Roger Quilter

born on 1/11/1877 in Hove, South East England, United Kingdom

died on 21/9/1953 in London, England, United Kingdom

Roger Quilter

From Wikipedia, the free encyclopedia.

Roger Cuthbert Quilter (Hove 1 November 1877 – 21 September 1953 London) was an English composer, known particularly for his songs.


Born at Hove, Sussex[1] (a commemorative blue plaque is on the house at 4 Brunswick Square),[2] Quilter was a younger son of Sir William Quilter, 1st Baronet, who was a wealthy noted landowner, politician and art collector. Quilter was educated first in the preparatory school at Farnborough, then moving to Eton College and later becoming a fellow-student of Percy Grainger, Cyril Scott and H. Balfour Gardiner at the Hoch Conservatory in Frankfurt, where he studied for almost five years under the guidance of German professor of composition, Iwan Knorr.[3] He belonged to the Frankfurt Group, a circle of composers who studied at the Hoch Conservatory in the late 1890s.[3] His reputation in England rests largely on his songs and on his light music for orchestra, such as his Children's Overture, with its interwoven nursery rhyme tunes, and a suite of music for the play Where the Rainbow Ends. He is noted as an influence on several English composers, including Peter Warlock.[4]

In November 1936, Quilter's opera Julia was presented at Covent Garden by the British Music Drama Opera Company under the direction of Vladimir Rosing.

Quilter enjoyed a fruitful collaboration with the tenor Gervase Elwes until the latter's death in 1921. As a homosexual, he found it difficult to cope with some of the pressures which he felt were imposed upon him, and eventually deteriorated into mental illness after the loss of his nephew Arnold Guy Vivian during the Second World War.[5]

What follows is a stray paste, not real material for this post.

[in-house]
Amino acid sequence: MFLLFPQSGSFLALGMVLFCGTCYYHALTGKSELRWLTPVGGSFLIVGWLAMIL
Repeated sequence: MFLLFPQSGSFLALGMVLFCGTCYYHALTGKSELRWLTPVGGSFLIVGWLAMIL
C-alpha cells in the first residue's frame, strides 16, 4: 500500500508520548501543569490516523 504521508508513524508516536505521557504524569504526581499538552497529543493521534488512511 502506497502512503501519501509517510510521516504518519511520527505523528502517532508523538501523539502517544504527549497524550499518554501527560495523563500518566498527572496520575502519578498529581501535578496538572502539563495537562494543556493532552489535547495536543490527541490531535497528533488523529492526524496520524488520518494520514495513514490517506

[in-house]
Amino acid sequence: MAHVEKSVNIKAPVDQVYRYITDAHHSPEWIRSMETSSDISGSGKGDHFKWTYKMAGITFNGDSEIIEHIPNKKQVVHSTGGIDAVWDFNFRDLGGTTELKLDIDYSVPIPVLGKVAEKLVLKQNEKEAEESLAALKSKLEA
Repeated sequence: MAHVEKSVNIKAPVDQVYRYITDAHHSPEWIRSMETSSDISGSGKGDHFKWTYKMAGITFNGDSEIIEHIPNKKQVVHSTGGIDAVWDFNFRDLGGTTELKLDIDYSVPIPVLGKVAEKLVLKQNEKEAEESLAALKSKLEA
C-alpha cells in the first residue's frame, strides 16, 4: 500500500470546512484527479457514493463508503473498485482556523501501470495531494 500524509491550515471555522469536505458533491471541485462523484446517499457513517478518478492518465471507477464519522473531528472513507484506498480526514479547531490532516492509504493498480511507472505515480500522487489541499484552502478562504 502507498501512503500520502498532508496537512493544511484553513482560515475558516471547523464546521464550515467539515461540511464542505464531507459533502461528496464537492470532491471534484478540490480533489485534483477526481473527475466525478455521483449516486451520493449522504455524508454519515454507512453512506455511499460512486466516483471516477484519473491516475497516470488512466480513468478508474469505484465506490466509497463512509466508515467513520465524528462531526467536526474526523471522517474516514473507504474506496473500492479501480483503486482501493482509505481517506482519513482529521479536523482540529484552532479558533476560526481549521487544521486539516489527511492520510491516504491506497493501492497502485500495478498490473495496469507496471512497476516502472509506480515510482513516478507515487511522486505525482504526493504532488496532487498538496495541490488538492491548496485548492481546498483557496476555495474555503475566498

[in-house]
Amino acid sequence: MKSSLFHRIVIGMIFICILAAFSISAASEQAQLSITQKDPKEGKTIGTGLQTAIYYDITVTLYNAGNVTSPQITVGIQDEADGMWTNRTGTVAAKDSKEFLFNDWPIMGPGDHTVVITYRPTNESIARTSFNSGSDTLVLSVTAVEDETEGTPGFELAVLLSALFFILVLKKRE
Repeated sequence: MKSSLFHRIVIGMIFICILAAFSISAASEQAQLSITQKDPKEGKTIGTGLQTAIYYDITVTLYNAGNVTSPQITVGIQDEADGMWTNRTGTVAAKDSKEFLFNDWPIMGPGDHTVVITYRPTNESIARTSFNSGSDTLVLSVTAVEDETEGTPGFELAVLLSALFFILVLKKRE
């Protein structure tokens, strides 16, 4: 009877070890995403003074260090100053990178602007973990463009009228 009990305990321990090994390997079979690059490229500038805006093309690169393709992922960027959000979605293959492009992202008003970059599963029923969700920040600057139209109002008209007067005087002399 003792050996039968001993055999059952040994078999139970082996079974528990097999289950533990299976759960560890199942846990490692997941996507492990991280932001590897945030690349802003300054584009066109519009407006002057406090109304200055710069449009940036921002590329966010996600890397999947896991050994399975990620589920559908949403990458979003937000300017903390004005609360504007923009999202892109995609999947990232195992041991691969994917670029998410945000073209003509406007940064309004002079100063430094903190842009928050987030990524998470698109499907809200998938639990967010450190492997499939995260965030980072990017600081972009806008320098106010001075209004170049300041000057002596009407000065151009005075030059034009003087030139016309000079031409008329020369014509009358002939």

He died at his home in St John's Wood, London, a few months after celebrations to mark his 75th birthday, and was buried in the family vault at St Mary's Church, Bawdsey, Suffolk.[3]


Roger Quilter's output of songs, more than one hundred in total, added to the canon of English art song that is still sung today. Among the most popular are "Love's Philosophy", "Fair House of Joy", "Come Away Death", "Go, Lovely Rose", "Weep You No More", "By the Sea", and his setting of "O Mistress Mine". Quilter's setting of verses from the Tennyson poem "Now Sleeps the Crimson Petal" is one of his earliest songs but is nonetheless characteristic of the later, mature style.

He also published the Arnold Book of Old Songs, a collection of 16 folk and traditional songs to new accompaniments, dedicated to his nephew Arnold Guy Vivian.

Selected works

  • Four Songs of the Sea
  • Three Studies for Piano, Op. 4 (1910)
  • Where the Rainbow Ends (incidental music) (1911)
  • Love at the Inn (opera)
  • Five English Love Lyrics
  • A Children's Overture (1914)
  • Five Jacobean Lyrics
  • To Julia, Op. 8 (texts of Robert Herrick) (1905)
  • The Fuschia Tree, Op. 25 No. 2 (1923)[6]
  • Three Pastoral Songs, Op. 22
  • Seven Elizabethan Lyrics, Op. 12
  • Three Shakespeare Songs, Op. 6
  • Three English Dances, Op. 11
  • Arnold Book of Old Songs (1921, 1942, pub. 1950)
  • Five Shakespeare Songs, Op. 23


  1. Middleton, Judy (2001). Brunswick Town.
  2. Hove, Portslade and Brighton in the Past
  3. 3.0 3.1 3.2 Hold, Trevor, Roger Quilter - Volume 1, Jeffrey Benton's Art Song and Lieder Page - Access date: 6 June 2012
  4. Grove Music Online Quilter, Roger. Grove Music Online ed. L. Macy (2008). Retrieved on 2008-03-01.
  5. Langfield, Valerie (2004). "Roger Quilter 1877-1953: His Life, Times and Music".
  6. Smythe, David K.,The Fuschia Tree, The Lied, Art Song, and Choral Texts Archive, Access date: 6 June 2012

External links

  • Roger Quilter Homepage
  • Free scores by Roger Quilter in the International Music Score Library Project
  • Free scores by Roger Quilter in the Choral Public Domain Library (ChoralWiki)
This page was last modified 14.02.2014 15:07:02

This article uses material from the article Roger Quilter from the free encyclopedia Wikipedia and it is licensed under the GNU Free Documentation License.